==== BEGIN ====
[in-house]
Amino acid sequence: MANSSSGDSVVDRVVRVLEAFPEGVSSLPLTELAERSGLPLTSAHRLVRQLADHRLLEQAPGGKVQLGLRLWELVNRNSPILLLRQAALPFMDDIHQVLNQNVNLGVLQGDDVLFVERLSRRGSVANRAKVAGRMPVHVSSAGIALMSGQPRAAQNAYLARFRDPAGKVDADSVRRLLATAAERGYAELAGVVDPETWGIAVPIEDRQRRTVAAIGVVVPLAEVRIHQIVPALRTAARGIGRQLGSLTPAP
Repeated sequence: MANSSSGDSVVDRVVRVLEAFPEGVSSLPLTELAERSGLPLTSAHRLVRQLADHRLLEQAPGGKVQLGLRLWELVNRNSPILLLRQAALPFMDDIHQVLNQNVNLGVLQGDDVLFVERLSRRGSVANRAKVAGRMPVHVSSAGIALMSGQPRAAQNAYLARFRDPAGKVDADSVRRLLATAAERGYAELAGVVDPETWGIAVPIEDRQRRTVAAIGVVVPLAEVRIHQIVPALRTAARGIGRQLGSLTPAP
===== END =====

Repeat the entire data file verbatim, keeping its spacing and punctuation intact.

[in-house]
Amino acid sequence: MANSSSGDSVVDRVVRVLEAFPEGVSSLPLTELAERSGLPLTSAHRLVRQLADHRLLEQAPGGKVQLGLRLWELVNRNSPILLLRQAALPFMDDIHQVLNQNVNLGVLQGDDVLFVERLSRRGSVANRAKVAGRMPVHVSSAGIALMSGQPRAAQNAYLARFRDPAGKVDADSVRRLLATAAERGYAELAGVVDPETWGIAVPIEDRQRRTVAAIGVVVPLAEVRIHQIVPALRTAARGIGRQLGSLTPAP
Repeated sequence: MANSSSGDSVVDRVVRVLEAFPEGVSSLPLTELAERSGLPLTSAHRLVRQLADHRLLEQAPGGKVQLGLRLWELVNRNSPILLLRQAALPFMDDIHQVLNQNVNLGVLQGDDVLFVERLSRRGSVANRAKVAGRMPVHVSSAGIALMSGQPRAAQNAYLARFRDPAGKVDADSVRRLLATAAERGYAELAGVVDPETWGIAVPIEDRQRRTVAAIGVVVPLAEVRIHQIVPALRTAARGIGRQLGSLTPAP